I wasn’t sure what to expect when I sat down to watch VooDoo. As a child of the 80s, voodoo was a popular theme in horror movies. I went into it with memories of Angel Heart and The Serpent and the Rainbow, two excellent voodoo themed horror movies. Alas, VooDoo did not live up to the high standard set by those films. In fact, for a movie titled VooDoo, there really isn’t all that much actual voodoo involved.
VooDoo is a “found-footage” horror film, which can immediately turn some people off. I personally don’t mind the “found-footage” approach to horror, as long as it is done well. Films like The Blair Witch Project and Paranormal Activity showed that these types of films can be very entertaining and scary. In order for these types of movies to work, however, there must be some believable reason as to why things are being filmed, and VooDoo really fumbles the ball on this.
There were times when I was left wondering why anyone would be filming some of this stuff. Who sets up a camera to record themselves getting ready for bed? What kind of a weirdo sets a camera in the grass to record an impromptu makeout session with a person you met hours earlier? Worse yet, there are times when you simply wonder who the heck is holding the camera since all of the characters are being filmed. These are not questions you want your audience asking themselves when watching this sort of film.
VooDoo starts with a shocking sequence that sets up the promise of something dark. However, once the opening sequence has finished and the opening credits are done, the movie spends an extremely boring half hour introducing its cast. Dani, our protagonist, is a southern girl from New Orleans trying to escape from relationship drama. She has decided to spend a month visiting her cousin, Stacy, in Los Angeles. The rest of the characters are completely unlikeable and have little-to-no impact on the story, so you can easily forget them as I already have.
Dani has decided to film her entire trip to L.A. with a camera that was given to her by her father. The idea of a young woman walking around L.A. with an actual video camera instead of just using her phone to record things is easily one of the most unbelievable things in this movie, and that is saying a lot. Stacy and Dani spend most of the first act getting drunk and high, and very little happens.
We learn a bit of backstory on the cousins which comes into play during the third act, and we get a somewhat amusing cameo by porn legend Ron Jeremy. At times, this part of the movie borders on unwatchable. I started to feel like I was just watching a bunch of videos on some random girl’s Instagram page. Finally, after the longest half hour in movie history, the second act comes along to add some excitement to the proceedings.
The second act of the film begins with the first attempt at a jump-scare. I say “attempt” because it did not cause fear but rather a fit of laughter. While filming herself getting ready for bed, Dani accidentally hits the night vision button instead of turning the camera off. While the camera is in night vision mode, we realize that Dani is not alone in her bedroom. I actually had to rewind the movie and watch this brief scene again, because it was so bad. When the camera goes to night vision, we see 2 creatures in the room with her, and one is clearly a man wearing a cheap Halloween mask from the local Halloween store. I actually laughed quite a bit, which was welcome because it was the only entertainment the film had given me to this point.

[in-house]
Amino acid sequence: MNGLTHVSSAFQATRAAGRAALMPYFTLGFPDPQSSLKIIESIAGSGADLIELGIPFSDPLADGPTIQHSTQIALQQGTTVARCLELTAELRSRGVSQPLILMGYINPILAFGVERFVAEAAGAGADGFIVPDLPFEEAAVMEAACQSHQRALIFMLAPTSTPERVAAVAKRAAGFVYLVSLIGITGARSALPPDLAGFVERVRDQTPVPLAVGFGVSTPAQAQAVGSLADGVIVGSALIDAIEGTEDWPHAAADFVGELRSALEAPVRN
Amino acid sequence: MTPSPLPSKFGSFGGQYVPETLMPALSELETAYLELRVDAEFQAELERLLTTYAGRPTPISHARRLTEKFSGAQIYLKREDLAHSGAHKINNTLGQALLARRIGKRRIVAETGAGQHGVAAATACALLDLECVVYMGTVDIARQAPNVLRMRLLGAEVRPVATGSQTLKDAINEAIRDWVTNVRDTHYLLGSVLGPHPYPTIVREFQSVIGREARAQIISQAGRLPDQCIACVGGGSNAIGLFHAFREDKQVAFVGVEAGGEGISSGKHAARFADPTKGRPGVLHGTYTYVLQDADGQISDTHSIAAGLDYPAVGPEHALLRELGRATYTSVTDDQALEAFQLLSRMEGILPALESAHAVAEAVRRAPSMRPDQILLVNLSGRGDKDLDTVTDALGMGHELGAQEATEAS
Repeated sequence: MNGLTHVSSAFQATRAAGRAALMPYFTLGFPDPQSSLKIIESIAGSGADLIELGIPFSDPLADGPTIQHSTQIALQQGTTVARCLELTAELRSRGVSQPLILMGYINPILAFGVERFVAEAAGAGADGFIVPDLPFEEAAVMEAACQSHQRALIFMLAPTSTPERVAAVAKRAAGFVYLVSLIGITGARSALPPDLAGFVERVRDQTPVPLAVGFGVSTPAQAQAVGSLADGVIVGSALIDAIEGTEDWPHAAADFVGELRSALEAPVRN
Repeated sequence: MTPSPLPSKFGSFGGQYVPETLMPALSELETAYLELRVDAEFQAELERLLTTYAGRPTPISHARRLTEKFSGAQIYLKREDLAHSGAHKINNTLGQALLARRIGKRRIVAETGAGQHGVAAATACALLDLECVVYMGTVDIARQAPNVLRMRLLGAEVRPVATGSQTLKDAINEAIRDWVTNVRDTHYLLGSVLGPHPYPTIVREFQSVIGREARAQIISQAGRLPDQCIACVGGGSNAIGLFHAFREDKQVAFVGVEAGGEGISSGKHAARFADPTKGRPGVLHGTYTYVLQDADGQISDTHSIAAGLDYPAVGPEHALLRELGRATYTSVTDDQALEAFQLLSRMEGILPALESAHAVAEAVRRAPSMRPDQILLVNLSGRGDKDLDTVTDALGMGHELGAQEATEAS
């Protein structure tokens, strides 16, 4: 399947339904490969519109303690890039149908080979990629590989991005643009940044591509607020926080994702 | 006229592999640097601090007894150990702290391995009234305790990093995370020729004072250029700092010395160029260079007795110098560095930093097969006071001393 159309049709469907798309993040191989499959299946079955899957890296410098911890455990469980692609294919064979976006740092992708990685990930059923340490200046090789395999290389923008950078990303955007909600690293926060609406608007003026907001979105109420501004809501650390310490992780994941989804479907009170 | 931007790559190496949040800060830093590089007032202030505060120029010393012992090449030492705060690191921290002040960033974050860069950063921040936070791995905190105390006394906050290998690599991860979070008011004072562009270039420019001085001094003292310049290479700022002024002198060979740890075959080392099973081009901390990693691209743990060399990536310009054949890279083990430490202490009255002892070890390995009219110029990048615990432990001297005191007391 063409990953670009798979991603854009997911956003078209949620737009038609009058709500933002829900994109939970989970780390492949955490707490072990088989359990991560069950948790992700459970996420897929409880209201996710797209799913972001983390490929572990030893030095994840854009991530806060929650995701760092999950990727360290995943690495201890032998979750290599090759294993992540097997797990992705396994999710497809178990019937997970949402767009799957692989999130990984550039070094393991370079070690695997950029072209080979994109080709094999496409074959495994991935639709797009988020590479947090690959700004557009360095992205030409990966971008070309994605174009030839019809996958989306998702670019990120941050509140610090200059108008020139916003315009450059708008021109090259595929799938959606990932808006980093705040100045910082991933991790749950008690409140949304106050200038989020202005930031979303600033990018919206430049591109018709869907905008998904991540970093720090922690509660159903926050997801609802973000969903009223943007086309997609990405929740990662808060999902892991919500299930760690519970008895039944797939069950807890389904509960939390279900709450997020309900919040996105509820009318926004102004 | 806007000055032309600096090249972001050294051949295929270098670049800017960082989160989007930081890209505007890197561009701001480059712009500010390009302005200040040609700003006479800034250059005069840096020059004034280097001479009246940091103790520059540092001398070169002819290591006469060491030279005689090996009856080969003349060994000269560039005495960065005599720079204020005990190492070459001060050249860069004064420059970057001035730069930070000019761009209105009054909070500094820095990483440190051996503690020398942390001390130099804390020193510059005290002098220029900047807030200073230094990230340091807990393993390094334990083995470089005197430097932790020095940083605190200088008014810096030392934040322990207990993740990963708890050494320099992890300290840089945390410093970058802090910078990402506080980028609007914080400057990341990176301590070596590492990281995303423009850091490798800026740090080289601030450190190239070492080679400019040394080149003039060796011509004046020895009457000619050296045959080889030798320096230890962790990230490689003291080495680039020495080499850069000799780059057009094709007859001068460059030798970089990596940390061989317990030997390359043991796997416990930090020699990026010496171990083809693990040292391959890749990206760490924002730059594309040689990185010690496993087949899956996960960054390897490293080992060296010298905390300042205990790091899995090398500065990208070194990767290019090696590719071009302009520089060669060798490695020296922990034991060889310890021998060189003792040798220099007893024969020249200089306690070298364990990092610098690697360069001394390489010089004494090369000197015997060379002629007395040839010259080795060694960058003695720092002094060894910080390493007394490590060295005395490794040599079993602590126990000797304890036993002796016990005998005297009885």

VooDoo turns into a pretty standard “found-footage” horror film at this point. Strange things start happening in the house and Dani starts running around with her camera filming the creepiness and screaming the whole way. Little did I know she would spend the whole second half of the movie screaming and crying. There are some legitimately creepy things going on, and as Dani screams and cries, events start to progress very quickly. Too quickly. At one point I actually said out loud, “Slow down, movie. You still have another half hour, you are going to run out of steam!” It was shortly after this that VooDoo took a sharp left turn into crazy town.
The third act is honestly the only reason to watch VooDoo, and if it had been executed better it could have saved the movie. I don’t want to give away the twist but will say something occurs which leads the movie to a locale that I don’t think has ever been tackled in a “found-footage” horror film. The problem is that you soon realize that there isn’t enough budget to make this portion of the film work. What should have been a really interesting journey ends up feeling like you are following a screaming, weepy girl through a “haunted house” at Halloween.
By the end, it really starts to feel cheap and a bit silly. The actors and the special effects just aren’t up to snuff. Also, in the last 15 minutes, you can really tell certain scenes have been drawn out to pad the run-time. At one point, the screen is black for so long that I actually thought something had happened to the video. The penultimate scene of the movie, which I think was supposed to be shocking and scary, was instead uncomfortably long and a little funny. Which is about all I can say without ruining the third act entirely. Shortly after that scene, the film completely runs out of steam and ends in a very predictable way.
What I Liked
The twist that brings on the third act.
What I Didn’t Like
The special effects.
The execution of the third act.
Dani’s awful 45-minute screaming and crying fit.
VooDoo Overall 3/10
If you really like horror films, you might get some enjoyment from this, especially if you like horror films that play with religious iconography. I would recommend fast forwarding through the first act though.
VooDoo is available to stream on Amazon Prime. On 9/11/18 it will also be releasing on DVD.